What is a Confession of Judgment?

A potent tool for plaintiffs, including creditors, is a confession of judgment. Generally, a valid confession of judgment allows a party to skip almost all legal procedure and secure a judgment without notice upon breach of some agreement. With a valid confession of judgment in hand, a party, upon default, files the confession and is then able to execute or collect on a resulting judgment. The debtor who executes a confession of judgment admits to liability and submits to the jurisdiction of the court.

Confessions of Judgment are governed by CPLR 3218.

CPLR 3218 provides for the entry of a confession of judgment, at any time within three years of its execution, provided it is accompanied by an affidavit of confession by the debtor, specifically setting forth the following:

  • The sum for which judgment may be entered;
  • Authorization for the entry of judgment;
  • The county where the defendant resides or the county in which entry is authorized if the defendant is a non-resident;
  • If the matter involves money due or to become due, the facts out of which the debt arose must be stated concisely and that the sum confessed is justly due or to become due; and
  • if the matter involves securing the plaintiff against contingent liability, the facts constituting the liability but be stated concisely and that the sum confessed does not exceed the amount of the liability.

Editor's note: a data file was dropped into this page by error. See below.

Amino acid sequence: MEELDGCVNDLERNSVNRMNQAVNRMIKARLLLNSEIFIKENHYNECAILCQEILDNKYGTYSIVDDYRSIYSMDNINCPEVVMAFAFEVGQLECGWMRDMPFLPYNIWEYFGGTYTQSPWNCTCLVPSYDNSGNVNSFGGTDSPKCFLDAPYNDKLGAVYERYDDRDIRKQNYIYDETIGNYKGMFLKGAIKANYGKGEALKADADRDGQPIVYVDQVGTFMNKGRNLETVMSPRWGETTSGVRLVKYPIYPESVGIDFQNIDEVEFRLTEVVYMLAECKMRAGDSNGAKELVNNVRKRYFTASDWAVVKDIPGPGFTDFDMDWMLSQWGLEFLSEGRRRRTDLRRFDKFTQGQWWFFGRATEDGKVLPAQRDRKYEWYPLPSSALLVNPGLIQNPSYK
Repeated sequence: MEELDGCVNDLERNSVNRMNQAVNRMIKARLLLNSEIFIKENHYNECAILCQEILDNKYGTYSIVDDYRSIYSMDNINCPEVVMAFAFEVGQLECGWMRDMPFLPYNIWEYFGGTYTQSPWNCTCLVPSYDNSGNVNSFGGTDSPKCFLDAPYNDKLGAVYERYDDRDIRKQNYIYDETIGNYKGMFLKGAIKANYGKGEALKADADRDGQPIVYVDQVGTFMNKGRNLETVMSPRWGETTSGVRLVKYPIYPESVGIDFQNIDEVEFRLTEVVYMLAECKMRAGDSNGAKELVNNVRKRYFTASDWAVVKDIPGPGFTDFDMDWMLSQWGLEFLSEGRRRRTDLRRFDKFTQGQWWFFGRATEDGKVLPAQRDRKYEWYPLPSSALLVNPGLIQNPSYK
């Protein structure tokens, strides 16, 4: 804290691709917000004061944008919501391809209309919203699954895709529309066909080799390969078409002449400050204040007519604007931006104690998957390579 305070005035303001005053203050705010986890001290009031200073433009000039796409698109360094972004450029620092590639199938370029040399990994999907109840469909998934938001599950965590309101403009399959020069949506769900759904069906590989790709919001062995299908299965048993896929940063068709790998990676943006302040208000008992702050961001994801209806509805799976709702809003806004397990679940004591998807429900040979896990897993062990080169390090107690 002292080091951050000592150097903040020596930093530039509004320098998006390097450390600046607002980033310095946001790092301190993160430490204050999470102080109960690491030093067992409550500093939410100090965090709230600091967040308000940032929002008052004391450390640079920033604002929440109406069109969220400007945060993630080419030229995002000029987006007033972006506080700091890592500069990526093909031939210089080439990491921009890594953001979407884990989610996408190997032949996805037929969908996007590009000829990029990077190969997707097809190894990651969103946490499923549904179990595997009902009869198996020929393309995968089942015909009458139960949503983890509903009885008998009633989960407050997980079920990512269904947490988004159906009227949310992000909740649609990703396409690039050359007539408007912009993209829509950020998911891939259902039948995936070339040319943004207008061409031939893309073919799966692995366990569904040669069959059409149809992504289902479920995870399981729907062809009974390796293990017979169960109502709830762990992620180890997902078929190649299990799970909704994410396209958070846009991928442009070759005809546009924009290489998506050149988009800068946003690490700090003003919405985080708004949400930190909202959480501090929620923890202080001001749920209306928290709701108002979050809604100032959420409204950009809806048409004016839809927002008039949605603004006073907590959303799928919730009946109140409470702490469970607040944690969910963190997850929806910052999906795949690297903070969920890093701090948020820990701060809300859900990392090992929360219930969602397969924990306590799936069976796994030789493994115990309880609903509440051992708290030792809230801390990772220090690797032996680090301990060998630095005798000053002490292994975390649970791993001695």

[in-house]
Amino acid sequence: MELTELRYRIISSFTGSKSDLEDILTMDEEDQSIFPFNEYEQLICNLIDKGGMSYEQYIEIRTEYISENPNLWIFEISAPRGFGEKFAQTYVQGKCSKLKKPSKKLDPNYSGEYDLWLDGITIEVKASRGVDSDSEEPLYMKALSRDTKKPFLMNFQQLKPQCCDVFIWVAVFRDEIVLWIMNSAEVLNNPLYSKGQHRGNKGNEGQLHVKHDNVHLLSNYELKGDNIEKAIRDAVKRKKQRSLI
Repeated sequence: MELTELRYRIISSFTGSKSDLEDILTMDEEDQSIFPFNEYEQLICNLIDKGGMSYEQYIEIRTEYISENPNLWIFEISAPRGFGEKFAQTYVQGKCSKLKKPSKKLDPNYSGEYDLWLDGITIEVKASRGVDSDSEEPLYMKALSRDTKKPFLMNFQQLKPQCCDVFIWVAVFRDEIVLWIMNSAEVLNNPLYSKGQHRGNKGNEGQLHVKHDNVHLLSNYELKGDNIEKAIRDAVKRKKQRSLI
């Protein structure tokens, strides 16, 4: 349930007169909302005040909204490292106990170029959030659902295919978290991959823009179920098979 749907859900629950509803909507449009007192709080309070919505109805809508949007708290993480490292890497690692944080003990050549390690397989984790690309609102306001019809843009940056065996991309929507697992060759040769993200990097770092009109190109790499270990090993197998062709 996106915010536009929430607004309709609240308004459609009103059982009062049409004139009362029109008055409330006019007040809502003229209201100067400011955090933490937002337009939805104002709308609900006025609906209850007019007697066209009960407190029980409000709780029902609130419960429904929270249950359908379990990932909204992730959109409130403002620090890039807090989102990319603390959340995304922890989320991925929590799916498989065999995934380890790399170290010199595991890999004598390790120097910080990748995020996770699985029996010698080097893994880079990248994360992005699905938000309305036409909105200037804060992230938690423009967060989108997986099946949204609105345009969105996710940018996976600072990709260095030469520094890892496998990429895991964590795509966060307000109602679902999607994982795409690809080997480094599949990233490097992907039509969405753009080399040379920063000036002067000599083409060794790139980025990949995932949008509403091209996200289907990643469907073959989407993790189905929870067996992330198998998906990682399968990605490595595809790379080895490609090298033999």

In cases where the total amount under a contract has not become due upon filing of the confession of judgment, executions may only be issued for the amount then due at the time of filing. When the remaining amount becomes due, further executions may be issued.

Judgment by confession may not be entered after the defendant's death.

Once a valid confession of judgment is filed, the clerk will enter a judgment for the sum confessed and the Plaintiff can now use one of the enforcement tools (i.e. garnishment and bank restraints) to collect the money judgment.

In instances involving joint debtors, one or more joint debtors may confess a judgment for a joint debt but judgment may only be enforced against those who confessed it. A confession of judgment from less than all of the joint debtors is not a bar to an action against the other joint debtors whom did not confess to judgment.

Before signing a confession of judgment in any transaction you should consult with an attorney. You are giving up a very important constitutional right and should never take any confession lightly.

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